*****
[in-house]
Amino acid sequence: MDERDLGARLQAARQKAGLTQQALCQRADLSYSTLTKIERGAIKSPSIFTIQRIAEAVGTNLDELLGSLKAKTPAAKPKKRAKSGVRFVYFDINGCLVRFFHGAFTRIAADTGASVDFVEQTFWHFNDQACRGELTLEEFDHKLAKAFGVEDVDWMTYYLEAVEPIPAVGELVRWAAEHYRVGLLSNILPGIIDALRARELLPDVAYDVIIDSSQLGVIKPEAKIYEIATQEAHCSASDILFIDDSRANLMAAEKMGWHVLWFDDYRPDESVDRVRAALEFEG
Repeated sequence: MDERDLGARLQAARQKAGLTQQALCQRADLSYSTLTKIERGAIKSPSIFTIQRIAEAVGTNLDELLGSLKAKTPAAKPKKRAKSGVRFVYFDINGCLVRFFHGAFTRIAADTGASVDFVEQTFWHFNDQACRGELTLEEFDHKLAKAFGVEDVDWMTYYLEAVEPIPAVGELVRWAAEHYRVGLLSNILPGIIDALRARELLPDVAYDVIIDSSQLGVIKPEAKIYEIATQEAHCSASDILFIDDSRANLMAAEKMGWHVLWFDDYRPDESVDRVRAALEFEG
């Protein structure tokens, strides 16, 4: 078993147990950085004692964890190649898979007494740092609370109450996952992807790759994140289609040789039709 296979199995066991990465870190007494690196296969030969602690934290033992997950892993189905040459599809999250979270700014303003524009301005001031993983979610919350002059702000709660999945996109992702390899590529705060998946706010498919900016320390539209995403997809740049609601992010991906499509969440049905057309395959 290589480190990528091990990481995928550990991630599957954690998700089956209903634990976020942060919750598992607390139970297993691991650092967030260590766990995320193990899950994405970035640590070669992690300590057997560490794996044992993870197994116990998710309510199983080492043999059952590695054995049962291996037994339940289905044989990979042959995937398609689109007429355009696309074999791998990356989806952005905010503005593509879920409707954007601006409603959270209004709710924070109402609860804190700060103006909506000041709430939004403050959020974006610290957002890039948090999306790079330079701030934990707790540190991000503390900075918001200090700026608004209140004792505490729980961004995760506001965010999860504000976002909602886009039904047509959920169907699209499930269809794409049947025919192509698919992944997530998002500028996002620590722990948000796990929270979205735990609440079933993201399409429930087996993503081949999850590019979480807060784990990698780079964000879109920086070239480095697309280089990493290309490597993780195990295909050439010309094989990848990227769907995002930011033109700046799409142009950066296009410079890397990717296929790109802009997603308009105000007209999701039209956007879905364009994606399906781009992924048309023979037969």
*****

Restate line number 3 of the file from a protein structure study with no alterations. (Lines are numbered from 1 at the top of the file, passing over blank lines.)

Repeated sequence: MDERDLGARLQAARQKAGLTQQALCQRADLSYSTLTKIERGAIKSPSIFTIQRIAEAVGTNLDELLGSLKAKTPAAKPKKRAKSGVRFVYFDINGCLVRFFHGAFTRIAADTGASVDFVEQTFWHFNDQACRGELTLEEFDHKLAKAFGVEDVDWMTYYLEAVEPIPAVGELVRWAAEHYRVGLLSNILPGIIDALRARELLPDVAYDVIIDSSQLGVIKPEAKIYEIATQEAHCSASDILFIDDSRANLMAAEKMGWHVLWFDDYRPDESVDRVRAALEFEG